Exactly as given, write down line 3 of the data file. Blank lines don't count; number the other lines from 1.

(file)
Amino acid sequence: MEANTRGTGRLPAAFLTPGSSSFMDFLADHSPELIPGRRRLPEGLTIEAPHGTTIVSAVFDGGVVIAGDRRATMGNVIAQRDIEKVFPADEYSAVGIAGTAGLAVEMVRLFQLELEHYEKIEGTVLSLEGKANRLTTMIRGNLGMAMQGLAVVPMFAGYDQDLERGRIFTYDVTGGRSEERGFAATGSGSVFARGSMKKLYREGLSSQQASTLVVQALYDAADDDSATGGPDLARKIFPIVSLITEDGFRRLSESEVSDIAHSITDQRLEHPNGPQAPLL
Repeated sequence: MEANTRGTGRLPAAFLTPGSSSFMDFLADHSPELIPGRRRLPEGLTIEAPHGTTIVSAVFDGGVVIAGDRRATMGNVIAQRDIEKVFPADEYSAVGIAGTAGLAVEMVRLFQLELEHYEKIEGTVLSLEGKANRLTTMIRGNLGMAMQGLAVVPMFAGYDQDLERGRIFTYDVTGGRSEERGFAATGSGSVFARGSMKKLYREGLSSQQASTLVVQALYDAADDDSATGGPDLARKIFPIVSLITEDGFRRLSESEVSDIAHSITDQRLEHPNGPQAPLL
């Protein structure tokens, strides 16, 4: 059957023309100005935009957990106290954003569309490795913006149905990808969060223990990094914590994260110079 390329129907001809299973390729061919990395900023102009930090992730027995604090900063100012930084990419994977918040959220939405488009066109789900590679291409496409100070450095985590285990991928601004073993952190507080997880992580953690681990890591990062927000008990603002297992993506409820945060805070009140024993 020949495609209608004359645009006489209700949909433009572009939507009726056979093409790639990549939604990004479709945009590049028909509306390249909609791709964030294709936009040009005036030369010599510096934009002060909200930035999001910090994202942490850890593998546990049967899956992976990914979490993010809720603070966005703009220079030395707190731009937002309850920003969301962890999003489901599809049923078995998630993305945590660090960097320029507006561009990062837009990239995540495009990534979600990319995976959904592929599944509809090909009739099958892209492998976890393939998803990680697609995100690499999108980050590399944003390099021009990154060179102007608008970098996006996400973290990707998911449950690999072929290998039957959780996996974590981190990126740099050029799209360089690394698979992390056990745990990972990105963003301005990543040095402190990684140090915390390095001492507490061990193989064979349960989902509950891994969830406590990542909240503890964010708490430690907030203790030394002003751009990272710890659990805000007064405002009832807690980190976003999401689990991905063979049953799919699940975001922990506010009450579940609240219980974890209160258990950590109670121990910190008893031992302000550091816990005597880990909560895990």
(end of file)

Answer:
């Protein structure tokens, strides 16, 4: 059957023309100005935009957990106290954003569309490795913006149905990808969060223990990094914590994260110079 390329129907001809299973390729061919990395900023102009930090992730027995604090900063100012930084990419994977918040959220939405488009066109789900590679291409496409100070450095985590285990991928601004073993952190507080997880992580953690681990890591990062927000008990603002297992993506409820945060805070009140024993 020949495609209608004359645009006489209700949909433009572009939507009726056979093409790639990549939604990004479709945009590049028909509306390249909609791709964030294709936009040009005036030369010599510096934009002060909200930035999001910090994202942490850890593998546990049967899956992976990914979490993010809720603070966005703009220079030395707190731009937002309850920003969301962890999003489901599809049923078995998630993305945590660090960097320029507006561009990062837009990239995540495009990534979600990319995976959904592929599944509809090909009739099958892209492998976890393939998803990680697609995100690499999108980050590399944003390099021009990154060179102007608008970098996006996400973290990707998911449950690999072929290998039957959780996996974590981190990126740099050029799209360089690394698979992390056990745990990972990105963003301005990543040095402190990684140090915390390095001492507490061990193989064979349960989902509950891994969830406590990542909240503890964010708490430690907030203790030394002003751009990272710890659990805000007064405002009832807690980190976003999401689990991905063979049953799919699940975001922990506010009450579940609240219980974890209160258990950590109670121990910190008893031992302000550091816990005597880990909560895990």